New in Print: Chunn and Gavigan, The Legal Tender of Gender

Chunn and Gavigan:  The Legal Tender of Gender: Law, Welfare and the Legal Regulation of Women’s Poverty

The title of this collection has a lovely roll (say it out loud!).

Dorothy Chunn of SFU  and my colleague at Osgoode Shelley Gavigan have gathered a selection of articles under three headings:

Part I: Historicizing Social Reproduction, Welfare and Neo liberalism;

Part II: Women’s Agency and Activism in the Welfare State: Comparative and Historical Perspectives;  and

Part III: The Precarious Citizenship and Legal Construction of Poor Women)

The authors are a group of feminists working in a variety of disciplines.  The editors are a powerful writing team with long publication records in this area of research – separately and jointly.    The papers come from a 2007 workshop held at the International Institute for the Sociology of Law, located in Oñati, Spain (cool things happen at the IISL all the time – I am plotting to get myself there, one day).  The papers are mainly written by Canadian scholars, but Israel and the U.S. are also represented.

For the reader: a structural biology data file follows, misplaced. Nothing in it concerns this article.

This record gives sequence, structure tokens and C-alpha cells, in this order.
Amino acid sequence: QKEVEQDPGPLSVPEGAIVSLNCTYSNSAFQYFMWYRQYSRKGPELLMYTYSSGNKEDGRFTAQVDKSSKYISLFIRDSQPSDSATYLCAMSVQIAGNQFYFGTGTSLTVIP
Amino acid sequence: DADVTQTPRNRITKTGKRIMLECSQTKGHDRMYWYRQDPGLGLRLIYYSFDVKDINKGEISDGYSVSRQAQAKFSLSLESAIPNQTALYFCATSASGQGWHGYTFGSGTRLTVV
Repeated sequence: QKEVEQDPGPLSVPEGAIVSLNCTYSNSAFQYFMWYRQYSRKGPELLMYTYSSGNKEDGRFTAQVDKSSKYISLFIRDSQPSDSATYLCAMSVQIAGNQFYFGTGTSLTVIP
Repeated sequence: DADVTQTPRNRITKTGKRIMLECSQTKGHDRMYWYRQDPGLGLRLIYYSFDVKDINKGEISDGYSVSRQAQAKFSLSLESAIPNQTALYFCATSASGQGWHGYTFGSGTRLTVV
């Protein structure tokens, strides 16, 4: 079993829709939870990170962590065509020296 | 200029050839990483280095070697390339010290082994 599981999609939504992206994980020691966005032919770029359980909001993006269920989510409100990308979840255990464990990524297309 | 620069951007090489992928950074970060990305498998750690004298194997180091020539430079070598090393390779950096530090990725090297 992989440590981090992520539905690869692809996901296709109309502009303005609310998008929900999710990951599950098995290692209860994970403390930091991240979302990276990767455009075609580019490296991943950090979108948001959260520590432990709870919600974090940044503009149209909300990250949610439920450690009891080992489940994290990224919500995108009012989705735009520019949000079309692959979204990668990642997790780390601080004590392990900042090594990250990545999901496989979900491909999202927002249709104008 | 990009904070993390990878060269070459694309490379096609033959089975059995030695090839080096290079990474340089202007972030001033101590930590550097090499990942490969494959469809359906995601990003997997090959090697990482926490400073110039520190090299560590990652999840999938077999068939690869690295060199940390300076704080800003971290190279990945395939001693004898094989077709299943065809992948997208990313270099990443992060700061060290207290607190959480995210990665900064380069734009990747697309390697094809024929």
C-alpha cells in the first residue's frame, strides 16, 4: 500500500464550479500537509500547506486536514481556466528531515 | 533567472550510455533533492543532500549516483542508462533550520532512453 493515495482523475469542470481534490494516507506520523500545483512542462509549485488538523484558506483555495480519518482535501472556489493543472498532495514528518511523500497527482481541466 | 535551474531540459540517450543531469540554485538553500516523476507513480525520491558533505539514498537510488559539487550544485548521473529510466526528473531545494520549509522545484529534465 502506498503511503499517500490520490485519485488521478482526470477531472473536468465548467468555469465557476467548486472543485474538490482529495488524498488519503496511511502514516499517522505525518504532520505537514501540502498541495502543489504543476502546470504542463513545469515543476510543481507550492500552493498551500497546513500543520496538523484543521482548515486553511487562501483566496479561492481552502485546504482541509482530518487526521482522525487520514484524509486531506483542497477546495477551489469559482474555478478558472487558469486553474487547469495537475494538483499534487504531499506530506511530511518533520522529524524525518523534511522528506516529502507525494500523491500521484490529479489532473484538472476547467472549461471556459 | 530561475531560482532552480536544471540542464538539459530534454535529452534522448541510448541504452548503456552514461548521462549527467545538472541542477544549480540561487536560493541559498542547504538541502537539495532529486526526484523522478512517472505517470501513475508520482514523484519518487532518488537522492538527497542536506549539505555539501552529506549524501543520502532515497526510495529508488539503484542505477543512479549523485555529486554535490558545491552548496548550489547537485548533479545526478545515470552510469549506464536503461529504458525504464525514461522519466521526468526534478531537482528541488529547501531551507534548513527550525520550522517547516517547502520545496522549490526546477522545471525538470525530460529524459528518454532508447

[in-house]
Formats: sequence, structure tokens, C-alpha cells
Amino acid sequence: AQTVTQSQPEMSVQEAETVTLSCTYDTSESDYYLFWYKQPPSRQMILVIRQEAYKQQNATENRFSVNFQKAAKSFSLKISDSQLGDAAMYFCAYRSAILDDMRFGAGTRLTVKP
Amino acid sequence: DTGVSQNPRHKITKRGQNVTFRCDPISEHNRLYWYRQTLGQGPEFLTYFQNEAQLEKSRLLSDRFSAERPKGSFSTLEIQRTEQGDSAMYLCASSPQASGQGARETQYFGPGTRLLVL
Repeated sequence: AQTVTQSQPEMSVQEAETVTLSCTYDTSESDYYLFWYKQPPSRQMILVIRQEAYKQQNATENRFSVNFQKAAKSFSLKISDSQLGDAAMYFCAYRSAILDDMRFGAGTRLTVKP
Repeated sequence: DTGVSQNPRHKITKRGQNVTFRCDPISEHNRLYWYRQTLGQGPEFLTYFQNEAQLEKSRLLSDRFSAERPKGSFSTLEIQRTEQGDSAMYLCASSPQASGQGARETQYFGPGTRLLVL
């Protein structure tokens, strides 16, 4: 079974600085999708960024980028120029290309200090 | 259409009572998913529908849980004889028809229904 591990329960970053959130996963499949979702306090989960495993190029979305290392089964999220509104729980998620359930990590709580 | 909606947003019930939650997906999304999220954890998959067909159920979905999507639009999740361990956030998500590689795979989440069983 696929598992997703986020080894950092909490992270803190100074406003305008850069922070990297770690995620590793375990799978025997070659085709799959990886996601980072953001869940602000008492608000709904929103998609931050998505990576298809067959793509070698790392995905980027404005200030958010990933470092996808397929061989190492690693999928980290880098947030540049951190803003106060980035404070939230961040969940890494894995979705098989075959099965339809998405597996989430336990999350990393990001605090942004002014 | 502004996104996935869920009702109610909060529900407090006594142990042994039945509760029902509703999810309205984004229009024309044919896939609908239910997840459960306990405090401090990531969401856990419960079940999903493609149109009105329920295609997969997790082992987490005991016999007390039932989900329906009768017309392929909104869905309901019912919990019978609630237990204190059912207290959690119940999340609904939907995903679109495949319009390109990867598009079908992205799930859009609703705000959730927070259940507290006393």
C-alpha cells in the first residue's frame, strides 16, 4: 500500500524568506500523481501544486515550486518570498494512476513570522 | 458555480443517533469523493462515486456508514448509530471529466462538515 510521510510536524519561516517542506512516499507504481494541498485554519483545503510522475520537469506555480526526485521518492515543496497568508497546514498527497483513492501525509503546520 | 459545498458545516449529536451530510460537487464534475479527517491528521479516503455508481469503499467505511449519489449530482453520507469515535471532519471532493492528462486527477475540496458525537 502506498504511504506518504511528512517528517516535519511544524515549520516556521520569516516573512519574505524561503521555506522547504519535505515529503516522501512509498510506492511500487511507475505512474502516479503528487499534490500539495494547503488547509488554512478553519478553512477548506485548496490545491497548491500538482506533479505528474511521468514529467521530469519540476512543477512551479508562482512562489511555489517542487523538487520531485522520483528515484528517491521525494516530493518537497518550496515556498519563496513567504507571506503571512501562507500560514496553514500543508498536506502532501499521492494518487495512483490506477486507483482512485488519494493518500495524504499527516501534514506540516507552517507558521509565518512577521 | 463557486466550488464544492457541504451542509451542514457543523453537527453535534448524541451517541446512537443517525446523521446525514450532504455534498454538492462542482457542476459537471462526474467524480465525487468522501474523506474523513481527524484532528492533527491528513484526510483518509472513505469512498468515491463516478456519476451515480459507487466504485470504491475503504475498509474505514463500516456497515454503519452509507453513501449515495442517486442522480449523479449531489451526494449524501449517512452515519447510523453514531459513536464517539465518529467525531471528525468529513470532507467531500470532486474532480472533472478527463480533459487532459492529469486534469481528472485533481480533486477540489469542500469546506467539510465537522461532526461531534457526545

Extensive welfare, law and policy reforms characterized the making and unmaking of Keynesian states in the twentieth century. This collection highlights the gendered nature of these regulatory shifts and, specifically, the roles played by women as reformers, welfare workers and welfare recipients, in the development of welfare states historically. The contributors are leading feminist socio-legal scholars from a range of disciplines in Canada, the United States and Israel. Collectively, their analyses of women, law and poverty speak to long-standing and ongoing feminist concerns: the importance of historically informed research, the relevance of women’s agency and resistance to the experience of inequality and injustice, the specificity of the experience of poor women and poor mothers, the implications of changes to social policy, and the possibilities for social change. Such analyses are particularly timely as the devastation of neo-liberalism becomes increasingly obvious. The current world crisis of capitalism is a defining moment for liberal states – a global catastrophe that concomitantly creates a window of opportunity for critical scholars and activists to reframe debates about social welfare, work, and equality, and to reinsert the discourse of social justice into the public consciousness and political agendae of liberal democracies.